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Eight years after Al Jazeera English launched as the Arab world’s counterweight to CNN Intl. and BBC World, the Doha-based 24-hour news network, now airing in 130 countries, is still in expansion mode despite a few setbacks — perhaps most notably having three of its journalists jailed in Egypt — and the perception by some that its reporting is biased.

Furthermore, its sister channel, Al Jazeera America, is finding that the U.S. market, after a little more than a year, is proving a tough nut to crack. But difficulties do not seem to be dissuading the deep-pocketed TV news service, funded in part by the Qatari government, from forging ahead.

“As an 8-year-old in a very mature market, there is still clearly always room to evolve,” said Al Jazeera English managing director Al Anstey recently at the network’s stark state-of-the-art headquarters in Doha. “You want to continuously finesse and challenge your own journalism, and make sure you have integrity that underpins everything you do.”

That integrity, however, has come into question. Since its outstanding coverage of the Arab Spring in 2011 that, at the time, earned AJE praise from Western media circles and the U.S. State Dept., there’s been quite a swing in perception.

While AJE reported the attacks on French magazine Charlie Hebdo with balanced professionalism, leaked internal memos revealed that staff members had conflicting viewpoints on the attack. “Was this really an attack on ‘Free Speech’? Who is attacking free speech here exactly?” asked executive producer Salah-Aldeen. To which Paris senior correspondent Jacky Rowland answered: “We are Aljazeera. So, a polite reminder:#journalismisnotacrime.” The emails revealed what AJE  must weight every day: the balance between its Arab roots and the Western correspondents it employs.

“There is more internal debate in Al Jazeera English than at any other company I’ve worked for,” wrote Anstey in his blog, commenting on the heated Charlie Hebdo exchanges. “That is a good thing and a foundation for our journalism.”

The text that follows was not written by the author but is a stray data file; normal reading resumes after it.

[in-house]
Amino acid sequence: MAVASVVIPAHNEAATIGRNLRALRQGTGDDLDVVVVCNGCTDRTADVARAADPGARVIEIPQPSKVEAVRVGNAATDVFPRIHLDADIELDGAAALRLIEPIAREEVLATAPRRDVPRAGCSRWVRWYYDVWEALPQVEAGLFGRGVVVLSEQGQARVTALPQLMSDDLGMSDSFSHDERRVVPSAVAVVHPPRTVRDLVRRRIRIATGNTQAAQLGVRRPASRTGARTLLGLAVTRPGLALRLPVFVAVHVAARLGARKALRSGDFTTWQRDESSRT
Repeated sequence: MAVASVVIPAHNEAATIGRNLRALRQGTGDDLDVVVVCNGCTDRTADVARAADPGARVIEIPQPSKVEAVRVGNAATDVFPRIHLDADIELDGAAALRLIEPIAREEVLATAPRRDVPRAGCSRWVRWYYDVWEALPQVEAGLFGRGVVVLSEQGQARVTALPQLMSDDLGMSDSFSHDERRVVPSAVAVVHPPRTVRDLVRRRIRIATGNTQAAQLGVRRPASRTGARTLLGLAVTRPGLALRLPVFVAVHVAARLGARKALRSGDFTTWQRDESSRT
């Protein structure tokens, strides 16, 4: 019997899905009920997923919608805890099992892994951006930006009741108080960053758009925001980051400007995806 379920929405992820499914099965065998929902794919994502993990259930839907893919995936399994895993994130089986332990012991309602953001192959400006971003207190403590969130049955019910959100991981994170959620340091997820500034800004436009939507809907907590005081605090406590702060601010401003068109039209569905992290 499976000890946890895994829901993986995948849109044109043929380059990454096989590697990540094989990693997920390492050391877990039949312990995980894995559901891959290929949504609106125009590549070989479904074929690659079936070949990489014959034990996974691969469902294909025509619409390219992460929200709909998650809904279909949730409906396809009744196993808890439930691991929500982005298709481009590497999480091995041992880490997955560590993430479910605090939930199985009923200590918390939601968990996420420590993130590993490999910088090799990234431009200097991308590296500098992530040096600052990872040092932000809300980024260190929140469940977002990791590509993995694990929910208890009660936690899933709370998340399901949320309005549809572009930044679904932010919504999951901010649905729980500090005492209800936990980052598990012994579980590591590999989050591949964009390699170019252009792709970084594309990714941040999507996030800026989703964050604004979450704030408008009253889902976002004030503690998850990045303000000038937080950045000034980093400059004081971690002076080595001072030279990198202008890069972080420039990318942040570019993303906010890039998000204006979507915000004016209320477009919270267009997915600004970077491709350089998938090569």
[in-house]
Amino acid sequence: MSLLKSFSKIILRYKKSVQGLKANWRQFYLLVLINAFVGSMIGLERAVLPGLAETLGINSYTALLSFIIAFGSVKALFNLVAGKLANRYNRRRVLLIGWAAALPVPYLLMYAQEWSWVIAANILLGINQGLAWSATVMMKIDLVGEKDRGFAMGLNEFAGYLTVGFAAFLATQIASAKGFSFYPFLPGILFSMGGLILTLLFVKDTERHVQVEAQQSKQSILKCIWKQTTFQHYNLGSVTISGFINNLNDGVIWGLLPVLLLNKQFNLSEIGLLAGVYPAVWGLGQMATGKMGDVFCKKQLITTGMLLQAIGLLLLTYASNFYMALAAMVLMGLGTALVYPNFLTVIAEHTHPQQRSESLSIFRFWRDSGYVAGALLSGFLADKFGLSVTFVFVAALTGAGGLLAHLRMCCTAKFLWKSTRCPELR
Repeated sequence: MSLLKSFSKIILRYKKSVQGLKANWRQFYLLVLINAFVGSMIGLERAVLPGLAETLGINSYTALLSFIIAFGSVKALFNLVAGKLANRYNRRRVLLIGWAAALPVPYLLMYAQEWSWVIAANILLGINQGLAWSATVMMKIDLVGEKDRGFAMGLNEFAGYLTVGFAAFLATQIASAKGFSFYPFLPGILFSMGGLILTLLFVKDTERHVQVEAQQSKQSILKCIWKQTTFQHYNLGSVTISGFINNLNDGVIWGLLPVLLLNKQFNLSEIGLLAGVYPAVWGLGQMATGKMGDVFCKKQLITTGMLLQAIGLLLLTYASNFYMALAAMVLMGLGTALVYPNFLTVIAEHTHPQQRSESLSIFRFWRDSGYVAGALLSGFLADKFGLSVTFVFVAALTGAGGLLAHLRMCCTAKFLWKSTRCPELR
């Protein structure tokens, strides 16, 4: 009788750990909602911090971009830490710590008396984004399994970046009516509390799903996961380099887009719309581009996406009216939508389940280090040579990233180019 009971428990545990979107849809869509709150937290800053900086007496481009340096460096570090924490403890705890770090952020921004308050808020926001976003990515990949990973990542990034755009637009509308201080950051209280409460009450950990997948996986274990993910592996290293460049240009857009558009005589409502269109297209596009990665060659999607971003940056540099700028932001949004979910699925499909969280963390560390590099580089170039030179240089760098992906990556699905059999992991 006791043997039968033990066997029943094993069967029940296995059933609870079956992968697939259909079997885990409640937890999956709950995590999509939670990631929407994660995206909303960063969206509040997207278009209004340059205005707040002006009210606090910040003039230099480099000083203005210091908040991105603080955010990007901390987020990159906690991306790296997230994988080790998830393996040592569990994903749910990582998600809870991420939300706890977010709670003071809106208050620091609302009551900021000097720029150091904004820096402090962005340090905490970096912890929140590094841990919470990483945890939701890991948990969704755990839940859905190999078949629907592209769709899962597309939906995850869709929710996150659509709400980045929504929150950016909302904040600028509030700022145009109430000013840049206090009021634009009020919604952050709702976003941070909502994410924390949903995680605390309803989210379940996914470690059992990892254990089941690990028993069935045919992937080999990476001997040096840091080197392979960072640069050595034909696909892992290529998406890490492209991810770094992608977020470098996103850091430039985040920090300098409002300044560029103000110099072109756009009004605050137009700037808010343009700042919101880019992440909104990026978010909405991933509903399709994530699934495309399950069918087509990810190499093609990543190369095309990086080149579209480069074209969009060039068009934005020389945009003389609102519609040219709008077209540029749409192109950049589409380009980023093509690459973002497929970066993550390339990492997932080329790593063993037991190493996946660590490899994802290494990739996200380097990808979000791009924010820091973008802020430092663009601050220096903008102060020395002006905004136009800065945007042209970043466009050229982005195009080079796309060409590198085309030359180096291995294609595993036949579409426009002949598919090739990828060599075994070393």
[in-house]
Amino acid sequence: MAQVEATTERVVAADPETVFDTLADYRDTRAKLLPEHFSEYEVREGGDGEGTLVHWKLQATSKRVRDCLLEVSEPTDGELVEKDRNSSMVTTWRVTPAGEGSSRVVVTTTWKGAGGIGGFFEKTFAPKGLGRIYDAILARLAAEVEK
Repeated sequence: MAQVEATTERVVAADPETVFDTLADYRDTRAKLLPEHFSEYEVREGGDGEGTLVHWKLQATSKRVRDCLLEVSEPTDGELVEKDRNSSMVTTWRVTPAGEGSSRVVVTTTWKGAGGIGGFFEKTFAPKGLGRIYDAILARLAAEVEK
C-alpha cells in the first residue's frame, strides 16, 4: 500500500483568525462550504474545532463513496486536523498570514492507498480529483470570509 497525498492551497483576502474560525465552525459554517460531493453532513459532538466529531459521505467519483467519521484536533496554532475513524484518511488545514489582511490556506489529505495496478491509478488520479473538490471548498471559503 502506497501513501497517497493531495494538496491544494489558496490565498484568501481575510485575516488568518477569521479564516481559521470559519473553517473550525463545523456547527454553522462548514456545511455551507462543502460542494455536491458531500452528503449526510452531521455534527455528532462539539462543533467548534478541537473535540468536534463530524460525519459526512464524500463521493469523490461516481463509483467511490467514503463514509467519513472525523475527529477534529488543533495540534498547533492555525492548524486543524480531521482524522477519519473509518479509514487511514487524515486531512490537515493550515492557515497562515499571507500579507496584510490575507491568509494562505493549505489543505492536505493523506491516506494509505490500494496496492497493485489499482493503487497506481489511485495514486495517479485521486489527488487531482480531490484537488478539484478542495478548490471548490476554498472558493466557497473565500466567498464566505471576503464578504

More important, no outside criticism was leveled at the network’s coverage.

However, AJE’S reporting surrounding the ouster of Egypt’s President Mohamed Morsi in 2013 and of the civil war in Syria did not meet with universal approval, with some observers claiming it exhibited pro-Islamist sympathies, and leaned toward Qatar’s sympathies for the Muslim Brotherhood, to which Morsi belongs.

Although most of the negative comments are aimed mainly at the separately run Al Jazeera Arabic, which has lost some standing in the region, the negative perception has rubbed off on AJE.

“On the Arab channel, the philosophical ties to the Muslim Brotherhood are much more clear,” said Arab media scholar William Youmans of George Washington U. “With Al Jazeera English, it’s much more complicated.”

Unveiling Al Jazeera’s new studios in London’s iconic Shard building in November, Anstey delivered a passionate speech maintaining the channel is “wholeheartedly independent of the Gulf State.”

The tiny, oil-rich emirate has recently made moves to distance itself regionally from its previous championing of Islamist movements, especially the Muslim Brotherhood. In November, the emir of Qatar, Tamim bin Hamad al Thani, visited the U.K., and refuted allegations that Qatar was funding the Islamic State. And in an effort to thaw relations with Egypt in late December, Qatar shut Al Jazeera affiliate Mubasher Misr (Egypt Direct), considered an outlet for the Brotherhood and other opponents of Egypt’s military leadership.

On Jan. 1 Egypt’s highest appeals court ordered a retrial for Canadian-Egyptian Mohamed Fahmy, Egyptian Baher Mohamed and Australian Peter Greste, the three AJE journalists who have been behind bars for more than a year on charges of conspiring against the Egyptian state and reporting “false news.”

USC professor Philip Seib, author of a study on Al Jazeera and its effect on world politics, noted that the trio’s imprisonment is directed less at the network than the nation that supports it. “It’s a slap by the Egyptian government at the Qatari government, not so much at Al Jazeera,” Seib explained. “But this is one of the problems of being so closely identified with the government.”

Meanwhile, Al Jazeera’s global footprint is growing. Along with Al Jazeera America, new units Al Jazeera Balkans and online operation Al Jazeera Turkey have sprouted in recent years. In Nigeria, 3 million people switch on Al Jazeera English every day, Anstey boasted.

In the U.S., recent reports of cutbacks at Al Jazeera America, launched in August 2013 and reportedly averaging less than 20,000 viewers, have been countered by announced plans for new New York digs in 2016 and more office space in Washington, D.C., which the American offshoot would share with AJE, likely to play a bigger part in the U.S. channel’s programming schedule.

One thing about Al Jazeera America that makes Anstey proud is that the network has reporters spread all over the country, he claims, reflecting the rich cultural diversity within the U.S. Most contributors to the main American networks are instead based “within a cab ride of New York,” he maintains.

“The climb is steady,” he added, but it takes time.”